Because solar and wind power are now cheaper to produce than energy from fossil fuels, the only obstacle that remains to the mass adoption of renewable power is the amount of money utilities need to spend to store the energy those systems produce.
Right now, storing 100 megawatts of renewable energy (enough to power roughly 600,000 homes) means spending roughly $65.6 million on massive batteries like the kind made by Tesla, or relying on huge pumped hydro-electric storage projects that essentially create man-made dams where the release of water spins turbines to generate energy (those projects are typically far larger than 100 megawatts).
A new company called Energy Vault, launched from Bill Gross’ Idealab incubator in Pasadena, Calif., has developed a technology, based on the principles of pumped hydro storage, that it claims can slash the cost of energy storage to a fraction of the current price and make renewable energy cost-effective all day, every day.
As climate change worries mount, finding a solution that can make renewables even more compelling and cost-effective isn’t just a good business — it’s a global priority.
Energy Vault’s technology consists of a 33-story-high, six-armed crane with booms extending to nearly the length of a football field (about 87 yards). That crane is surrounded by 5,000 huge concrete blocks weighing roughly 35 metric tons altogether (or around 172,000 pounds).
“These would typically be built out near wind farms or solar plants,” said Robert Piconi, the chief executive of Energy Vault. “This is not something that you’d drop in the middle of the city.”
The cranes are controlled by a software system that manages the movement of the cement blocks to either store the energy generated by solar or wind farms, or discharge that energy onto the power grid.
According to Piconi, each of the company’s systems will have 35 megawatt hours of nominal energy capacity and 4 megawatts of peak power capacity. Ramp times occur in as little as a millisecond with 100 percent power achieved in 2.9 seconds.
The systems have roundtrip efficiencies of roughly 90 percent and there’s no energy loss, as the technology relies on mechanical energy from incredibly durable materials that have a roughly 30-year lifetime.
And all of this at a price tag of around $7 million to $8 million per system, according to Piconi. What makes the system even more sustainable, according to Piconi, is the use of recycled concrete that was only going to be landfilled — instead of new cement construction.
Energy Vault has already set up a demonstration system in Biasca, Switzerland, next to the company’s Lugarno headquarters. That demonstration plant likely had a role in the company’s ability to sign up a clutch of initial customers, including The Tata Power Company Limited, India’s largest integrated power company, to deploy an initial 35 MWh Energy Vault system by 2019.
“Innovation in energy storage represents the largest and most near-term opportunity to accelerate renewable deployments and bring us closer to replacing fossil fuels as the primary source to meet the world’s continual growth in energy demand,” said Bill Gross, co-founder, Energy Vault and founder of Idealab. “We’re excited to support Energy Vault in bringing this groundbreaking technology to the market.”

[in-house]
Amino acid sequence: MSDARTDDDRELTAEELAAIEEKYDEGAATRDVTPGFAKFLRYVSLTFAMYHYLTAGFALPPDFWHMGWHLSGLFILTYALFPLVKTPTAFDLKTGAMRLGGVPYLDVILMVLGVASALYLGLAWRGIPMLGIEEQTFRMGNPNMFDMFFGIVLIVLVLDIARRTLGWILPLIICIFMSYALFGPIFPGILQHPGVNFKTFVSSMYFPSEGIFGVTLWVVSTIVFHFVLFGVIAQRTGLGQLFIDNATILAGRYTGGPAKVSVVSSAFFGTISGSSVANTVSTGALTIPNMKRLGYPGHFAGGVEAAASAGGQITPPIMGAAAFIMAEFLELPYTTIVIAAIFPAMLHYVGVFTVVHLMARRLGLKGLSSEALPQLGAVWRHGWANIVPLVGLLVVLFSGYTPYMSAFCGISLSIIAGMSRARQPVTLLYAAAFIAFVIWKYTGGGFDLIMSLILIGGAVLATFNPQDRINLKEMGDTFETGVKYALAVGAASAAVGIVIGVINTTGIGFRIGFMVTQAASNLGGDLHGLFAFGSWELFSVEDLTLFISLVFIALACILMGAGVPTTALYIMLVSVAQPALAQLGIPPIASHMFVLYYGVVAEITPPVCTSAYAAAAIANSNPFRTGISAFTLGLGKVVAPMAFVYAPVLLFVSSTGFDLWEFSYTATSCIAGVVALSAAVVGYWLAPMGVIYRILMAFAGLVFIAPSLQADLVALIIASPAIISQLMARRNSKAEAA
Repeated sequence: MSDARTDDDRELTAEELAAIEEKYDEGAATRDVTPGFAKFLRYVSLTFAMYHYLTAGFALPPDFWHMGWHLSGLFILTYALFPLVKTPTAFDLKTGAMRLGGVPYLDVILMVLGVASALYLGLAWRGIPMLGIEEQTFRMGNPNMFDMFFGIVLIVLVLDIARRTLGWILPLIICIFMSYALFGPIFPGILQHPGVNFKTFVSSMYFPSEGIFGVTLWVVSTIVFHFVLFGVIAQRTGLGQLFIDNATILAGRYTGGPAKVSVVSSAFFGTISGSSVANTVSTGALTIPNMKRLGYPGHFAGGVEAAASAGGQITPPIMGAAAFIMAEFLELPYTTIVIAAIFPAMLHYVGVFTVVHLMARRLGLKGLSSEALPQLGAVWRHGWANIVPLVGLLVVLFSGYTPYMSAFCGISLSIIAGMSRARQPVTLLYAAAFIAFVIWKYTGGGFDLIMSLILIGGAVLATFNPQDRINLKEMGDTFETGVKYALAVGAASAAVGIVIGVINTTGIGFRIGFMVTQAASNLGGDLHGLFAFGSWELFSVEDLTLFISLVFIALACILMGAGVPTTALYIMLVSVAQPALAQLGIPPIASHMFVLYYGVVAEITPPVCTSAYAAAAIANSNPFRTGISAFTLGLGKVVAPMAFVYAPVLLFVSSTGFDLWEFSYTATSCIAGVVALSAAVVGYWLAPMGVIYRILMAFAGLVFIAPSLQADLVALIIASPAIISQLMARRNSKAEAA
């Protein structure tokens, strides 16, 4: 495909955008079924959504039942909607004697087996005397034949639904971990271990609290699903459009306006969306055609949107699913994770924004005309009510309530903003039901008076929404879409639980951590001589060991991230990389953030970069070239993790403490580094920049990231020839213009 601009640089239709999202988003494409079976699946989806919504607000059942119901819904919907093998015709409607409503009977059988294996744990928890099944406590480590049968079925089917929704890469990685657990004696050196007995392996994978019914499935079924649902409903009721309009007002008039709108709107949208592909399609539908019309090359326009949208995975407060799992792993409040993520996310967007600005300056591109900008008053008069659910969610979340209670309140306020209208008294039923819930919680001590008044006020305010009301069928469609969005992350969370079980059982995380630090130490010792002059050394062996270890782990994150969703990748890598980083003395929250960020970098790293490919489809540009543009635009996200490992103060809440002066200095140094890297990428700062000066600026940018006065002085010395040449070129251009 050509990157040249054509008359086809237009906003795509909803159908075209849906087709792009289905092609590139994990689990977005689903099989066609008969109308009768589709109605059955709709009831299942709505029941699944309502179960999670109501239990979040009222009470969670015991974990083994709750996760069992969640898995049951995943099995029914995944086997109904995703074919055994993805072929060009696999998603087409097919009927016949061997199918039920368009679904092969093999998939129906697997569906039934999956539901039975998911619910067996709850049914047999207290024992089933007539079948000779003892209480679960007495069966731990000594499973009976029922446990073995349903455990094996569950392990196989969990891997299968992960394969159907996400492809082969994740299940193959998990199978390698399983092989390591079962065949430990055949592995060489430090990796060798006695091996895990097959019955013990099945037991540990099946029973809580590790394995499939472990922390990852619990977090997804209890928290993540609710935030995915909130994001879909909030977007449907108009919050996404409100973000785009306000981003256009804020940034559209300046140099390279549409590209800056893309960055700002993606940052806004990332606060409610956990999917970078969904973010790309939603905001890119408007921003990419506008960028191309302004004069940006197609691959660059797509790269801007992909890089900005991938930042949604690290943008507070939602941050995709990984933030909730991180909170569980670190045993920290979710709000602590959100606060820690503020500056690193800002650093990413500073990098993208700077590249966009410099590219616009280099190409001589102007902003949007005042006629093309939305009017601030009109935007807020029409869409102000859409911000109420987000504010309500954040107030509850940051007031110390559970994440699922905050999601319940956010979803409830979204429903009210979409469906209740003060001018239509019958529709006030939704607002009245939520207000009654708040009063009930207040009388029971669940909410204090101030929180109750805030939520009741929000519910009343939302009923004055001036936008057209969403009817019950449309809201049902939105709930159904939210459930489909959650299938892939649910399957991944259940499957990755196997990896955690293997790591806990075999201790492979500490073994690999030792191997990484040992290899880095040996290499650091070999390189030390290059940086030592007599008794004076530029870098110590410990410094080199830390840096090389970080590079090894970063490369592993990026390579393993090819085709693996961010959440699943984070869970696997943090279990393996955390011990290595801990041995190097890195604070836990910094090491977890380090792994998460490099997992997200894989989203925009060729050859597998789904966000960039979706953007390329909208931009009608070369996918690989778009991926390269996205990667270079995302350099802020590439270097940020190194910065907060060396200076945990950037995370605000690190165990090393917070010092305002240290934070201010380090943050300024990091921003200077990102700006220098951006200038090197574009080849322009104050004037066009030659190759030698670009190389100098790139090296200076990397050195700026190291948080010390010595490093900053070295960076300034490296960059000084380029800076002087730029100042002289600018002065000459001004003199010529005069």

Indeed, over the next two years, Energy Vault expects customers to build between 500 megawatts and one gigawatt of storage capacity using its systems, according to Piconi.
“We have customers on every continent to build these units,” he said.
Piconi, a former Danaher executive, met Gross 12 years ago as the Idealab founder was beginning his push into renewable energy technologies. The two men stayed in touch and began seriously contemplating the creation of Energy Vault after nearly a decade of collaboration and contact.
It was back in 2017 that Piconi, Gross and fellow co-founder and chief technical officer Andrea Pedretti hit upon the idea for Energy Vault’s novel approach to energy storage.
“It became clear to him a few years ago how important storage was going to be,” said Piconi.
The three men started looking at the efficiencies available through pumped hydroelectric storage, and began brainstorming ways to mimic that process using mechanical energy. “We looked at a steel tower first, but that was too expensive. We thought about water in a tower pumped up, but there were efficiency issues there,” Piconi said. “Then we got to the concrete bricks and the crane.”
The concrete was important for the cost of materials, and because of the energy intensity and pollution that’s involved with manufacturing cement, the team decided to use recycled cement to make the blocks that its energy storage system would use.
Enter, Cemex, one of the largest cement manufacturers in the world, which has joined with Energy Vault as a partner.
Energy Vault has already raised capital through several “seed” rounds to develop its technology and get the prototype in Switzerland up and running.
“Energy Vault’s team has developed a disruptive platform, and we are enthusiastic to work with their team to deploy an environmentally efficient and cost-effective energy storage solution that is highly viable,” said Dr. Davide Zampini, head of Cemex Global R&D and IP. “We share a common commitment to enable a future where resources are used responsibly, which is paramount to Cemex’s strategy for sustainable development.”